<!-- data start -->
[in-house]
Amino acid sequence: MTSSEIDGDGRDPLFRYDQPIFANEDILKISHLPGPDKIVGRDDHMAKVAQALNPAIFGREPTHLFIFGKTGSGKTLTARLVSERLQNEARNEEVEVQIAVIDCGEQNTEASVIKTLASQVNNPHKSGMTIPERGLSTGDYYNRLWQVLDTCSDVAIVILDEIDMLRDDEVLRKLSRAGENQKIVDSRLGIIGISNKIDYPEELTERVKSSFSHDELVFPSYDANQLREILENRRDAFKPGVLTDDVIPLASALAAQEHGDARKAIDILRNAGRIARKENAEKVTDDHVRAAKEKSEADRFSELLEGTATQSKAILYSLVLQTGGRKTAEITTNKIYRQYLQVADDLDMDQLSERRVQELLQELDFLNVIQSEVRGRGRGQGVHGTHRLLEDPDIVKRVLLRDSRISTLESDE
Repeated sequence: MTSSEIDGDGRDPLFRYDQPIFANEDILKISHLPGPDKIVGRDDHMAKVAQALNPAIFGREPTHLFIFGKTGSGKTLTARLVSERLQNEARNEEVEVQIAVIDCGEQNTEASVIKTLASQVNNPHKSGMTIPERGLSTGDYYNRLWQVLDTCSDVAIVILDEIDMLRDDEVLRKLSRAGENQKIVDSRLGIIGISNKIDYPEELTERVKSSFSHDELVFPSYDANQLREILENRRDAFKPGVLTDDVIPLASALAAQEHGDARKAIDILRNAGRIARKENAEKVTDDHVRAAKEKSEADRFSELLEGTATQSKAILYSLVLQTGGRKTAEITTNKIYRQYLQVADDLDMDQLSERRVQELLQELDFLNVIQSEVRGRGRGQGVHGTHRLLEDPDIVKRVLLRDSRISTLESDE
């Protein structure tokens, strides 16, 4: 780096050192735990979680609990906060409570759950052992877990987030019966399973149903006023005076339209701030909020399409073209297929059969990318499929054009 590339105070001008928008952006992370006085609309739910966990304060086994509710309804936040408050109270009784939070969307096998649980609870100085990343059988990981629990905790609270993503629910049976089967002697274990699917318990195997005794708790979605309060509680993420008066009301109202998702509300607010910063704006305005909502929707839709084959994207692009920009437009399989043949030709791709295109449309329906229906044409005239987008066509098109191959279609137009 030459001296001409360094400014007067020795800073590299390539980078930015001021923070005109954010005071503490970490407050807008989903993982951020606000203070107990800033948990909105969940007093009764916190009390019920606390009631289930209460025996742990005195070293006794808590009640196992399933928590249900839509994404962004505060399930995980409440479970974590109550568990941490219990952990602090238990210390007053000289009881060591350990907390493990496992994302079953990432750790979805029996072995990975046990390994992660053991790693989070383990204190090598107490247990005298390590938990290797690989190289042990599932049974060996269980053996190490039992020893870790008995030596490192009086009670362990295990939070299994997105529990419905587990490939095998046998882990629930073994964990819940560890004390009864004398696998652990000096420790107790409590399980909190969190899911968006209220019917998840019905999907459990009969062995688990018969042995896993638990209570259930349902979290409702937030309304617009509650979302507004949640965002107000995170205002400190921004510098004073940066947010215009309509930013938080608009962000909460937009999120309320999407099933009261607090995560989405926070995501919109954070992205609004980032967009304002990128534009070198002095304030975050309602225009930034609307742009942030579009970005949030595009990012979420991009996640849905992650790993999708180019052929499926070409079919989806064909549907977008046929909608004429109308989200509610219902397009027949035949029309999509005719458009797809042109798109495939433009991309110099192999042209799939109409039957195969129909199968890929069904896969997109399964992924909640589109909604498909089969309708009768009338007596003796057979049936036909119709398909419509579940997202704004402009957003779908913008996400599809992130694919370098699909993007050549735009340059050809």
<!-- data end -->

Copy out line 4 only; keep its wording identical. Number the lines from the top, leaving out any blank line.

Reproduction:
């Protein structure tokens, strides 16, 4: 780096050192735990979680609990906060409570759950052992877990987030019966399973149903006023005076339209701030909020399409073209297929059969990318499929054009 590339105070001008928008952006992370006085609309739910966990304060086994509710309804936040408050109270009784939070969307096998649980609870100085990343059988990981629990905790609270993503629910049976089967002697274990699917318990195997005794708790979605309060509680993420008066009301109202998702509300607010910063704006305005909502929707839709084959994207692009920009437009399989043949030709791709295109449309329906229906044409005239987008066509098109191959279609137009 030459001296001409360094400014007067020795800073590299390539980078930015001021923070005109954010005071503490970490407050807008989903993982951020606000203070107990800033948990909105969940007093009764916190009390019920606390009631289930209460025996742990005195070293006794808590009640196992399933928590249900839509994404962004505060399930995980409440479970974590109550568990941490219990952990602090238990210390007053000289009881060591350990907390493990496992994302079953990432750790979805029996072995990975046990390994992660053991790693989070383990204190090598107490247990005298390590938990290797690989190289042990599932049974060996269980053996190490039992020893870790008995030596490192009086009670362990295990939070299994997105529990419905587990490939095998046998882990629930073994964990819940560890004390009864004398696998652990000096420790107790409590399980909190969190899911968006209220019917998840019905999907459990009969062995688990018969042995896993638990209570259930349902979290409702937030309304617009509650979302507004949640965002107000995170205002400190921004510098004073940066947010215009309509930013938080608009962000909460937009999120309320999407099933009261607090995560989405926070995501919109954070992205609004980032967009304002990128534009070198002095304030975050309602225009930034609307742009942030579009970005949030595009990012979420991009996640849905992650790993999708180019052929499926070409079919989806064909549907977008046929909608004429109308989200509610219902397009027949035949029309999509005719458009797809042109798109495939433009991309110099192999042209799939109409039957195969129909199968890929069904896969997109399964992924909640589109909604498909089969309708009768009338007596003796057979049936036909119709398909419509579940997202704004402009957003779908913008996400599809992130694919370098699909993007050549735009340059050809």